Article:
What have we learned?
(Hang on… really, really consider what we really learned)
Over the past week, individuals within the Christian and non-Christian community at large have shared their opinions.
- Some have stereotyped the Robertsons as rich people with a bigoted attitude. Others have claimed inspiration from someone who boldly says what he believes.
- Some have have an opinion from afar, reading the headlines and assuming they know the story. Others have micro-analyzed one or two statements of the GQ interview.
- Some have rallied to activism, from pages they like to merchandise they do/don’t buy. Others have been activists at putting down the activists, which has itself is quite an activity.
- Some have attempted to hold strong to their own view while appearing moderate, which is quite the trick. Others have attempted to magnify their own view, whichever direction they took on any issue.
- Some have taken the stance that A&E is a company that has the right to revoke a contract as it sees fit. Others have asked, “Why are they doing that now? I’m pretty sure they knew who they extended the contract to in the first place.”
- Some have dug into the Robertsons as a family and looked for context on who they are behind the edits of the show. Others have assumed that you can judge a book by its alleged cover.
Some have even crossed lines from what you’d expect to hear out of them and said something completely out of character to share their viewpoint… which is kind of ironic, if you think about it.
So what have we learned? Maybe nothing. Maybe everything.
It will all be revealed in one of two approaches to what happens next:
- You will come up with a one-liner.
- “It was all about the money.”
- “It was all about the pressure.”
- “It was all a publicity stunt.”
- “It was all about my boycott!”
- “It was all about the _______ community.”
- You will come out of this a better listener.
Real people with real feelings that really matter to God were on all sides of this issue.
Or will you ultimately choose the boycott approach and pull into your own circle where everyone thinks like you?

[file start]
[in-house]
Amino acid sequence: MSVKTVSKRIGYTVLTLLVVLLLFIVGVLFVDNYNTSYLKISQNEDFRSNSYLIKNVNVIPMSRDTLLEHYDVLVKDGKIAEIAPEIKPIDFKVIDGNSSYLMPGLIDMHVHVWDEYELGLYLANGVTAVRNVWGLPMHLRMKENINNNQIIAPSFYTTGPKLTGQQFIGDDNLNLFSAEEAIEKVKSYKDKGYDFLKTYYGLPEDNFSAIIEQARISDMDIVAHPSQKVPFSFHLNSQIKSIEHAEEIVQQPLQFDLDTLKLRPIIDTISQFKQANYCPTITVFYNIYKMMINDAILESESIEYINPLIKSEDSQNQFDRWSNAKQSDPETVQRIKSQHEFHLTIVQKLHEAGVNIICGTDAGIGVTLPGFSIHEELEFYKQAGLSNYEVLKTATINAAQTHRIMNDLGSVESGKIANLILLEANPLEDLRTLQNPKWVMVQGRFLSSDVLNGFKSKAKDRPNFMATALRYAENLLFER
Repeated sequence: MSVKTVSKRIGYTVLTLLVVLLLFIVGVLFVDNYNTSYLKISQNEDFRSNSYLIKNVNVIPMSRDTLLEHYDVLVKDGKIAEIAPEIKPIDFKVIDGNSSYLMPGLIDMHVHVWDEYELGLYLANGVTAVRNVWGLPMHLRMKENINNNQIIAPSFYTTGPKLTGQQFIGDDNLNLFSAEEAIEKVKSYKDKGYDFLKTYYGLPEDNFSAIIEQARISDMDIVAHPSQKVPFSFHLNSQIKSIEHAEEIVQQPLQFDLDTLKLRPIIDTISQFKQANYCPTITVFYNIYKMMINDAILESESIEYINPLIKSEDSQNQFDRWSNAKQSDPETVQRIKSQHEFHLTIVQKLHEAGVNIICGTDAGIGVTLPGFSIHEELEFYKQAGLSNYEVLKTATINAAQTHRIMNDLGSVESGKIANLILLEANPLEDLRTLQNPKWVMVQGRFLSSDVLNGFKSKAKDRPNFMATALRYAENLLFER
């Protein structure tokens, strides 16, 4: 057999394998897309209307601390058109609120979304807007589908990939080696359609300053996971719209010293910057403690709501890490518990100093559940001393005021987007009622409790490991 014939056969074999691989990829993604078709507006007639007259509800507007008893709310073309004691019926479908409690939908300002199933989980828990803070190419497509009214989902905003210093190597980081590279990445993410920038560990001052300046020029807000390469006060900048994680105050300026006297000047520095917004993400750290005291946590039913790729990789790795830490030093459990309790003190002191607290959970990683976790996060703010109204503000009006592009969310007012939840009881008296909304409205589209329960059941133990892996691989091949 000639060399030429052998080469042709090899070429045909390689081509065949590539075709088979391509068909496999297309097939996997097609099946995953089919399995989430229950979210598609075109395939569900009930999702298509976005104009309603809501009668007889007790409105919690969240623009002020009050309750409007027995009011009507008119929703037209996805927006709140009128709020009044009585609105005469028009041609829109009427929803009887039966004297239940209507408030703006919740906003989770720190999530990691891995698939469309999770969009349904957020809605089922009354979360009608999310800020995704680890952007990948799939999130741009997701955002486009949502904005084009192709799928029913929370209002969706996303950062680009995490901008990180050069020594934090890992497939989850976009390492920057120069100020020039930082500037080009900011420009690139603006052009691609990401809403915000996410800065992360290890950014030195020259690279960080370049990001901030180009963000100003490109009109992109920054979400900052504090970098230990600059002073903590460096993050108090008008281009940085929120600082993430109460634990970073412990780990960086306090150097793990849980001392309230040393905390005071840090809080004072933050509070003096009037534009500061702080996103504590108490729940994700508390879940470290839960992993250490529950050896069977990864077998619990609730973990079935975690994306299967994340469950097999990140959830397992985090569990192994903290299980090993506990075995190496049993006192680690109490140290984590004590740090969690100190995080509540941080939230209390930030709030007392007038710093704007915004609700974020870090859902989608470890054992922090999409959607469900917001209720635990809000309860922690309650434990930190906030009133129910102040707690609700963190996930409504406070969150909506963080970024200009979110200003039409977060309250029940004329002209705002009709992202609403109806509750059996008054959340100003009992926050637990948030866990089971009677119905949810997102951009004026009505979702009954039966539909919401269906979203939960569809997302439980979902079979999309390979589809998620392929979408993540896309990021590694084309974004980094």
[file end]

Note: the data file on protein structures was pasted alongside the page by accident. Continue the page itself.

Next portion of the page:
I suppose that’s up to you.
- A quick word to the non-Christian, atheist, agnostic or “spiritual” person: Thanks for reading this. I’m not sure what you tasted of Christianity in this process, but the reality is we’re as much as mess as anyone. Perhaps the difference is we’ve stopped letting that be our excuse to quit growing, so there is hope within us… His name is Jesus Christ. Please keep giving us a chance, and I hope you often find exceptions to your stereotypes of us.
- A quick word to the Christian: There are times to circle the wagons and take your stand against Satan, but don’t mistake people who disagree with you as Satan. We don’t wrestle against flesh and blood… it’s just how you see the push-back to your faith at times. Forming a like-minded community seems like Christianity, but it’s really not the way it’s supposed to happen. We’re called to follow Jesus and let Him form the community that includes a rag-tag bunch of people we’d never choose to have lunch with on a sane day.
I’ll end with a quote from Shawn Harrison:
The non-Christian world won’t magically submit to Christian ideals and values. In fact, Jesus tells us things will get worse, that we will face unfair treatment*, and even be put to death for our faith (see John 16:33, 15:20). In response to this trouble, Jesus does not say, “Start a Facebook group in protest,” or “Boycott this company,” or anything like these ideas. Rather, Christ calls us to live for Him despite what others say; He says to pray for those who don’t understand and ridicule us; He says to love those who we find to be unlovable (see Matthew 5:11-12, 44, Romans 12:14). He calls us to be a light in the darkness (Matthew 5:14).